Good Friday exist between the “Hosannas” of Palm Sunday and the “Hallelujahs” of Easter morning.

“No one has greater love than this,” he said on the last night of his life, “to lay down one’s life for one’s friends” (John 15:13). Having explained this to his friends, he leaves the room to go prove it. Less than twenty-four hours later, it was finished

The cross of Calvary is the place where God, having become flesh in Jesus, took upon himself the brokenness of our fallen world. God did not create a fallen world. We made this mess. Instead of abandoning us to our own transgressions, God chose to reach over an infinite chasm of justice and love and wrap us in mercy. The cross is God’s victory over darkness. From it, we see a love that can only come from God. On the cross we see dying love, and we recognize it as the undying love of God.

Seen from the light of Easter, the Crucifixion is the turning point in history. It is the moment when all the evil and pain of all the world is heaped into one place and there dealt with once and for all. “For God so love the world that he gave his only Son” (John 3:16).

As we struggle with the isolation and despair that we are all experiencing, I am reminded of the beginning of Psalm 130, “Out of the depths I cry to you, Lord!” The writer has found himself in a deep place. A place that he didn’t expect. A place that is fearful, dark, and that echoes with every scream. A place not of his choosing but a place he has found nonetheless. It is in this dark place that he cries out, “Lord, hear my voice.”

The cross teaches us that God is with us in those deep places. God has come among us in the dark places.

The Psalmist words are our words. They are the words of a parent who has lost a child, a couple who has lost a house to a fire, a daughter who is losing her father to sickness, an employee who has been laid off, a parent waiting for the prodigal son to come home, the wife who feels betrayed, the husband who calls for divorce, the child who has been abandoned, the homeless family, the hungry. “Out of the depths, I cry to you, O Lord. Lord, hear my voice!” God hears our voice in the depths because God is with us in the depths.

Let me say this……..God is not the kind of God that thinks you and me so awful and horrible that we should get what is coming to us, death and destruction. Instead, God thinks you and me are so beautiful, so precious that our redemption is worth dying for.

At the end his book, What Jesus Meant, Gary Wills comes to Good Friday. He writes, “Dark and mysterious as the whole matter of the Incarnation and the Passion, perhaps a single thing can help us think of them.” He then shares a personal account of a conversation that he had with his son. His young son woke up one night crying. He had a bad dream, a nightmare. When Wills asked what was troubling him, the little boy said that an adult had told a group of children that they would end up in hell if they sinned. “Am I going to hell?” the little boy asked his father. Wills writes, “There is not an ounce of heroism in my nature, but I instantly announced what any father, any parent would: ‘All I can say is that if you’re going there, I’m going with you.”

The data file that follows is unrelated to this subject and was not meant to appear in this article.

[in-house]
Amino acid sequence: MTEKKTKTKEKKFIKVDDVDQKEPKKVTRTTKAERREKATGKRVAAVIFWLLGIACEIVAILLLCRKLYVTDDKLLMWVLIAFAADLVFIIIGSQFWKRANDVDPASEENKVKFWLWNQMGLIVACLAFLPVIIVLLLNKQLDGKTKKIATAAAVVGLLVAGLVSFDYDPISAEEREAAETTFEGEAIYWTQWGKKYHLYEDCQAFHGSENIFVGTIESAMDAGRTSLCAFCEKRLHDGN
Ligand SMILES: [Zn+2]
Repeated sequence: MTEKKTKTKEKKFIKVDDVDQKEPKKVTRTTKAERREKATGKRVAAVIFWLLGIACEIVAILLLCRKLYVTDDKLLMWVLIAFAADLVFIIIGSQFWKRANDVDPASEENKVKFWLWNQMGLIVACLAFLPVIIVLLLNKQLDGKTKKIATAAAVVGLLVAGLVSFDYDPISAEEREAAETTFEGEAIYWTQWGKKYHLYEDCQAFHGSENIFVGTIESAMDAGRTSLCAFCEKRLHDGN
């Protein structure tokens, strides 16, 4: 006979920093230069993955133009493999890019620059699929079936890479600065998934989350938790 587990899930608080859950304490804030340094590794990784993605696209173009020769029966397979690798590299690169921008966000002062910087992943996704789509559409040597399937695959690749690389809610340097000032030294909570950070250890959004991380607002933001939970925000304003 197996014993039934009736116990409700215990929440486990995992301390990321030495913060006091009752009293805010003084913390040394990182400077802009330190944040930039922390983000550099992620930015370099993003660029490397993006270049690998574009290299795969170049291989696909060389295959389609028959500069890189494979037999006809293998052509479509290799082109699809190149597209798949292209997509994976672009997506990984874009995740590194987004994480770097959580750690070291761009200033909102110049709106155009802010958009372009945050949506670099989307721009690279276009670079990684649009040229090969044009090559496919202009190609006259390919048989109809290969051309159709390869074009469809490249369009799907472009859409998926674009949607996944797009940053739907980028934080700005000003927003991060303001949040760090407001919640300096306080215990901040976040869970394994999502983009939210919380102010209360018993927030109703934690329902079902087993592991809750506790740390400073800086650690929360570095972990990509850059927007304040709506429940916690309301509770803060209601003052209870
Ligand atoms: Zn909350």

On this Good Friday, Jesus says, “There is no place – no hell, no suffering, no threat, no virus and not even death that if you are going, I am going with you.” Only God can love like that.

Letting Go of Expectations

03AD8532-3069-4B9E-8D8D-700474350A64

The next day the great crowd that had come to the festival heard that Jesus was coming to Jerusalem. So they took branches of palm trees and went out to meet him, shouting, ‘Hosanna Blessed is the one who comes in the name of the Lord—the King of Israel!’” (John 12: 12 – 13). 

The waving of palm branches and shouts of “hosanna” are signs of expectations. The first king of Israel, David, rode a donkey as a humble animal reflecting his identity as a shepherd king, The prophet Zechariah, five hundred years before Jesus would ride into Jerusalem on a donkey, promised, “Rejoice greatly, O daughter Zion! Shout aloud, O daughter Jerusalem! Lo, your king comes to you; triumphant and victorious is he, humble and riding a donkey” (Zechariah 9:9).

“Blessed is he who comes in the name of the Lord!” Is taken directly from Psalm 118. It is a psalm written to welcome kings back to Jerusalem as they returned form a victorious from war. The crowd would place that image onto Jesus as he comes riding into town. The people are recognizing him as king and liberator. Expectations are high.

And yet their expectations go out the window, as the Jesus parade keeps moving. He rides past Pilate’s headquarters, no overthrow of power. His parade takes him to the temple where he makes a mess by turning over tables and passes judgment on the way their religion is being practiced. His ride takes him through the city of Jerusalem to outside the city gates to a hill called Calvary. The same crowd that shouted hosanna on Sunday will be the same ones who shout crucify him on Friday.